Accepting the demand of communities impacted by the municipal solid waste management land fill operated by M/s Ramky at Mavallipura, that the landfill closure order issued by the Karnataka State Pollution Control Board (KSPCB) would be respected, in a momentous decision, Mayor of Bangalore Shri. Venkatesh Murthy Mayor committed to initiating criminal action against the operator for serious violations of contractual obligations, non compliance with various environmental and social standards, and for contaminating soil and water in Mavallipura and surrounding villages.
The Mayor conceded that a decade of pollution in this region (caused by the accumulated waste of 40 lakhs tonnes in the Ramky landfill and an earlier one handled by Bailappa) has completely devastated the environmental quality of the region to such an extent, that the water has turned toxic and unpotable. The Mayor also confirmed that he would present to the Council the need to compensate those suffering from various chronic illnesses caused by the pollution and to families of 8 people who have lost their lives already. In addition he has conceded that the Waste to Energy project proposed by Ramky at the Mavallipura site will be abandoned. Local villagers also raised concerns that various fabricated criminal cases have been filed against them for protesting pollution and this was also taken on record. It was finally decided that a Joint Committee of BBMP and KSPCB officials and representatives of local communities, and the report will be presented to the Council for effective action soon.
The meeting was attended by Shri. Vishwanath, Member of Legislative Assembly (Yelahanaka), in whose electoral jurisdiction Mavallipura is located, the Deputy Mayor Shri. Srinivas and witnessed the active participation of various Corporators, representatives of political parties, progressive movements, farmers leaders, etc. Shri. Nagaraj, Shri. Srinivas and Shri. Ramesh of Dailt Sangarsh Samithi (Coordination) led the delegation of affected villagers that included local Panchayat members and families of those who have lost their lives.
It may be recalled that the KSPCB had issued a closure order on 11 July 2012 (accessible here), on grounds that Ramky had operated the landfill without any consent from the Board and in comprehensive violation of the Environment Protection Act and the Municipal Solid Waste Management Rules. The Board had directed Ramky to comprehensively clean up about 22 lakh tonnes (2.2 million) of waste lying in the 48 acres landfill within three months, but the operator failed to comply with this direction as well. This decision of the Board has been supported by the Union Ministry of Environment and Forests in its letter of 16 July 2012 (details here).
Last week, Shri. Ashokaa, Deputy Chief Minister and Home Minister of Karnataka pushed reopening of the Ramky landfill by deploying over 600 police to beat back resistance from the villagers. His reasoning was that there was nowhere else to dump the waste. Local communities argued that the city must learn to segregate waste at source and not resort to dumping in villages destroying lives, livelihoods and the environment. In the melee that ensued, 37 year old Srinivas protesting the reopening of the landfill, died of cardiac arrest. He leaves behind a young family with three small children.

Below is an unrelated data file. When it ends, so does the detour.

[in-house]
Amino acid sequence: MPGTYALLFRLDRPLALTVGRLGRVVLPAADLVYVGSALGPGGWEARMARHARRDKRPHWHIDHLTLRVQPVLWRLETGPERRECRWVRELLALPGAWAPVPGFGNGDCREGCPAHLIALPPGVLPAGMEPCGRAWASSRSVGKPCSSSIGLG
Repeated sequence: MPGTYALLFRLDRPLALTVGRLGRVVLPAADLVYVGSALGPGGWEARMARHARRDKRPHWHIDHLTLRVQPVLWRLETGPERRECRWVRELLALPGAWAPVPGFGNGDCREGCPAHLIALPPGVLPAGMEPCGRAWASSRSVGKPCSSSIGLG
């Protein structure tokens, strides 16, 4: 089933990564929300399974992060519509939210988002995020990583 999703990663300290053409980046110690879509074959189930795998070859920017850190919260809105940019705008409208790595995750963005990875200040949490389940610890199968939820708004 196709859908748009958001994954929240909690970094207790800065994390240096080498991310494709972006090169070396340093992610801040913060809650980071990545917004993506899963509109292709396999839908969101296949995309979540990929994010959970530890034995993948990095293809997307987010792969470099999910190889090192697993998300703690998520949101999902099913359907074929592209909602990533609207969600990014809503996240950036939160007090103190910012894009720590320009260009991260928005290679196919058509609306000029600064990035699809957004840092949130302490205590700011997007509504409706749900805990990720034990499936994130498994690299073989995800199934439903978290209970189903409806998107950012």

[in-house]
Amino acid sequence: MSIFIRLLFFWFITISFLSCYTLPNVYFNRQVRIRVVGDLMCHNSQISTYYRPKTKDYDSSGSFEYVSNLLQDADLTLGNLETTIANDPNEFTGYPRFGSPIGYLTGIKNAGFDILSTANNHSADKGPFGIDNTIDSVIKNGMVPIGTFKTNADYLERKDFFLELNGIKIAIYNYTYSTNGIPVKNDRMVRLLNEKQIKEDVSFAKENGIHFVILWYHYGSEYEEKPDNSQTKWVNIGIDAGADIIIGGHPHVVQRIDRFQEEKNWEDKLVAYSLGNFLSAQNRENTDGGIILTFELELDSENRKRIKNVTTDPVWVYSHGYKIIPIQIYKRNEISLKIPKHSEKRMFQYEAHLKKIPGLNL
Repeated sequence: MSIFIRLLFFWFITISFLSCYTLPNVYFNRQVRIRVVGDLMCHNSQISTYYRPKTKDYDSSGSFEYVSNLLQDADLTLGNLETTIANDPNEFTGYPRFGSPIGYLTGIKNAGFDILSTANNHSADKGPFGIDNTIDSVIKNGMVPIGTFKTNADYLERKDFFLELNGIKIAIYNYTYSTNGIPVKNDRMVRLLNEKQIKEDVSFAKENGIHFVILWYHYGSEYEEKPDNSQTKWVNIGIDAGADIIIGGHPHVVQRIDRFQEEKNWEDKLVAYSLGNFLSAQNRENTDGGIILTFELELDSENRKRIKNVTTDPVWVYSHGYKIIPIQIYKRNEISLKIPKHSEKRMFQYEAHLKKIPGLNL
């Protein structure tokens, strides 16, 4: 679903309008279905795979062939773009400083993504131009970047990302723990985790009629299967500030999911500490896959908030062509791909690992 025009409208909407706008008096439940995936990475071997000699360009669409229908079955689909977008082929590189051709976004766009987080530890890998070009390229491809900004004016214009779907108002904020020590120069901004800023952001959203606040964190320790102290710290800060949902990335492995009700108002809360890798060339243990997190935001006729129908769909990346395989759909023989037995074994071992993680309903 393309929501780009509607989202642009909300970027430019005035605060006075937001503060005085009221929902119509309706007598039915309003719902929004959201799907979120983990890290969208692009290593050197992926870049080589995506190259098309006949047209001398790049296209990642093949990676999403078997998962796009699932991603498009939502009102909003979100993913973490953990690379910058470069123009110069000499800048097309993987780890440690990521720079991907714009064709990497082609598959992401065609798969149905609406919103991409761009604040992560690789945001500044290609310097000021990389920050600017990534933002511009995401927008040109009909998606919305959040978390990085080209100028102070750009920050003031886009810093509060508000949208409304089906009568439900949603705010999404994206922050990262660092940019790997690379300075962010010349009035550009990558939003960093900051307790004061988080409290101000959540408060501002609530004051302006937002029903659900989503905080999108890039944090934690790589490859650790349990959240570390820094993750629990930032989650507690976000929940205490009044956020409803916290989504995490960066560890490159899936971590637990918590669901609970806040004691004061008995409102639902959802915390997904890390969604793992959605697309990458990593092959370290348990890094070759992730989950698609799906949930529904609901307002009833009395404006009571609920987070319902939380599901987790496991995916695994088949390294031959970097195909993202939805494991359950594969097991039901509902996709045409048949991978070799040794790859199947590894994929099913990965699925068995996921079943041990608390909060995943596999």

In consideration of this situation, the High Court of Karnataka directed BBMP in response to a Public Interest Litigation that it must prepare a plan of action in 3 days to sustainably manage waste without resorting to dumping on villages. As the High Court observed villagers have a Fundamental Right to a Clean Environment and that cannot be jeopardised by the 5000 tonnes of waste that is produced daily by the city and dumped in various legal and illegal landfills in surrounding villages. They Court also observed that villagers are right in protesting such waste dumping. Hit by this observation, with nowhere to dump the waste and with garbage accumulating all over the city, BBMP has been hunting out various private plots and abandoned quarries to dispose the waste. This is clearly an unsustainable solution and is not in conformance with law and norms.
Sustainable solutions are pending attention of BBMP
Such a crisis could have been completely avoided if BBMP had comprehensively adopted the standards and norms of the Municipal Solid Waste Management Rules, 2000 and the direction of the Supreme Court that the standards contained in the Rules will be implemented by 2003. Over the past several years, many not-for-profit voluntary organisations have systematically worked with BBMP to develop sustainable and comprehensive waste management solutions based on segregation of waste at source, by reworking door-to-door contracting to enable recovery of value of recyclable material in the local area and ensuring that only inert material that has absolutely no value is disposed. Such engagements have informed the development of the Draft Policy on Integrated Solid Waste Management by BBMP. It is critical that this policy is adopted immediately and without any further delay.
To support BBMP out of its current mess, various voluntary organisations working on solid waste management initiatives have come together to formulate simple and pragmatic Guiding Principles to Sustainably manage Bangalore's solid waste based on segregation of waste at source. These guiding principles will inform actions that can be immediately deployed, which require no major reworking of infrastructure, will save money and also benefit public health and the environment.
For Details Contact: Environment Support Group
www.esgindia.org, Tel: 91-80-26713559 Voice/Fax: 91-80-26713316
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